☕ Book Break ☕ | A Monster Calls by Patrick Ness

 

~A Monster Calls by Patrick Ness~

Many things that are true feel like a cheat. Kingdoms get the princes they deserve, farmers’ daughters die for no reason, and sometimes witches merit saving. Quite often, actually. You’d be surprised.

Coner wakes one night to find a monster peering into his bedroom window, but it’s not as scary as the nightmare he has every time he goes to sleep.

I read this short book in one sitting. Everything else I was doing had to wait while I read this masterfully woven tale of fantasy and a crushing truth that is oh-so-hard to bear. It is a frightful and tender story of grief. Coner has to grapple with his monsters, real and imagined.  Patrick Ness captured Coner’s mixed up feelings and inner turmoil perfectly. This one is going to stick with me for a while. Sweet and sad. The story is fantasy, but the emotions are raw and real.

A story about coming to terms with grief unlike anything I’ve read before.

When I picked the physical book up, it was surprisingly heavy. The illustrations are dark and dramatic, and the story heartbreaking. I felt the combination was artistic and effective.

 

Characters

⭐️⭐️⭐️⭐️⭐️

Page Turning

⭐️⭐️⭐️⭐️⭐️

Setting

⭐️⭐️⭐️⭐️⭐️

Emotion Provoking

⭐️⭐️⭐️⭐️⭐️

☕ Book Break ☕ |~Summerlost by Ally Condie~

~Summerlost by Ally Condie~
“Why does the end always have to be what people talk about?”

“I have been in the presence of a lot of greatness. And people I love who loved me back. It might be the same thing.”

After a tragic accident takes the lives of Cedar’s father and younger brother, Ben, Cedar comes to spend the summer in Iron Creek and gets her first job at the Summerlost Theater. She and her new found friend, Leo, are determined to unravel the mystery of the festival’s most famous actress who died years ago. Items appear on Cedar’s window sill, items like the things her brother, Ben, would collect and Cedar tries to puzzle out who left them there.

Sweet, coming-of-age novel. I absolutely adore the main character, Cedar, and her vulnerability and honesty about her feelings for her brother.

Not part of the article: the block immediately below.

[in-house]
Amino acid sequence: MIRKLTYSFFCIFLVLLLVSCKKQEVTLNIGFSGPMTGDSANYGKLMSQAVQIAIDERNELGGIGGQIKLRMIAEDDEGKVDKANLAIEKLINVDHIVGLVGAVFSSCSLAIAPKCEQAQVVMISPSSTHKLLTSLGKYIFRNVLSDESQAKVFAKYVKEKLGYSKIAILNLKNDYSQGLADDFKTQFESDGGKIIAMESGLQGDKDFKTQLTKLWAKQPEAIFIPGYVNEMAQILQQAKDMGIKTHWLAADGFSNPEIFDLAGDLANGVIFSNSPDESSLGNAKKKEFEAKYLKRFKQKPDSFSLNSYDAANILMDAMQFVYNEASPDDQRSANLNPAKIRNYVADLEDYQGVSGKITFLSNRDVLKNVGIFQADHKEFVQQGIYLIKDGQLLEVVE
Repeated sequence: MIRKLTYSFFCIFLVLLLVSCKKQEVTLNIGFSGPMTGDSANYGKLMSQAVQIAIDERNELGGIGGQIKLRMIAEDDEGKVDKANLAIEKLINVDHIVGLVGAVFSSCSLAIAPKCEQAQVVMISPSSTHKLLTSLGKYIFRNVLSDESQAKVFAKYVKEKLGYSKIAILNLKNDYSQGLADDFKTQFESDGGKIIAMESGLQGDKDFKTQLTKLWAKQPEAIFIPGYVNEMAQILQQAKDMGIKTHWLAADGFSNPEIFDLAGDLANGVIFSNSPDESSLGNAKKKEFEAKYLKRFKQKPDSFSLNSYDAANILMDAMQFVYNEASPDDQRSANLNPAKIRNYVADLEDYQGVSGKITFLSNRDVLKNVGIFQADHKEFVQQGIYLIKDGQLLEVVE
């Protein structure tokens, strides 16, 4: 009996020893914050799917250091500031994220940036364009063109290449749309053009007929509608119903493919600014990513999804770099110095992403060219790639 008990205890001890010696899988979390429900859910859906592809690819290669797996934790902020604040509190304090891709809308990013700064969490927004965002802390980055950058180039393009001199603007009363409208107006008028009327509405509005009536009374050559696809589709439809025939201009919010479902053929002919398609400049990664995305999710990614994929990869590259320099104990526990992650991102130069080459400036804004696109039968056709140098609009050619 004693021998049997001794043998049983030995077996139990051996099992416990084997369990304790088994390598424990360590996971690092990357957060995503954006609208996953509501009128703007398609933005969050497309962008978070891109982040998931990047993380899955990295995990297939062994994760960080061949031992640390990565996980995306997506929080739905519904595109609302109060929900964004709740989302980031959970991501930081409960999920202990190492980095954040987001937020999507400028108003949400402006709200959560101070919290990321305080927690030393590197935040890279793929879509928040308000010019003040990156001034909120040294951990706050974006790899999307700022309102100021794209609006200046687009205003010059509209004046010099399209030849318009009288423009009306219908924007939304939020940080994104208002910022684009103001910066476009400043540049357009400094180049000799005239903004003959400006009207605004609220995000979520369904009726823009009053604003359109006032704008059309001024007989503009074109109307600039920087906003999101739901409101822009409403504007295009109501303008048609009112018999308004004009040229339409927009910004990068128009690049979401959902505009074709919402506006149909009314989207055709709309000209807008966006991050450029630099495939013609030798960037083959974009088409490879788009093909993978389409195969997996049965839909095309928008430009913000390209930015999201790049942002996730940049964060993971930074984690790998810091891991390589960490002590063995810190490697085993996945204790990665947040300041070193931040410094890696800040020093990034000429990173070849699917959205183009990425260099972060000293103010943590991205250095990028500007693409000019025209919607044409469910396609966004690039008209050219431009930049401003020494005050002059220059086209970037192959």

This is a novel about Cedar’s coming to terms with losing her father and brother. Her grief, her experience.

It has a lovely summery feel to it, that fleeting warmth and sweetness of twelve-year-old summer, the time in between childhood and adolescence where things are bright and raw. Cedar’s summer is tinged with grief and memories.

This is a story of friendship between a boy and a girl. I like that it wasn’t necessary to have the friendship cluttered by romance. I love the message that it is perfectly acceptable to have a friend of the opposite sex, especially at this age. I remember the looks and raised eyebrows from the adults in my life when I was twelve and my best friend was a boy. Sometimes it’s about friendship, not kisses.

Sensitively done. Beautiful work. Moving.

In the author’s notes she mentions the neurodiverse community. I like that.

☕ Book Break ☕ | Turtles All The Way Down by John Green

~Turtles All The Way Down by John Green~

Fugitive billionaire Russell Pickett is nowhere to be found. Sixteen year old Aza and her best friend Daisy  would not pursue the mystery but for the hundred-thousand-dollar reward.

Beautiful and authentic. It’s all there, the teen struggles, the deep thinking, and the authenticity. John Green knows how to write YA.

I liked the mystery of a missing billionaire and the reward for anyone who found him. A slow romance unfolds between Aza and Davis, the missing billionaire’s son. The friendship between Daisy and Aza show what it’s like to be friends with a girl like Aza, who suffers from sometimes crippling anxiety.

The mental health aspect of the character is treated with understanding. The portrayal felt real to me, to the point I would caution those with anxiety or OCD. The descriptions could be triggering.

It felt like a quick read. In comparing it to TFIOS, they are different books so I can’t say I like one better than the other.

I put this one in the worth rereading pile.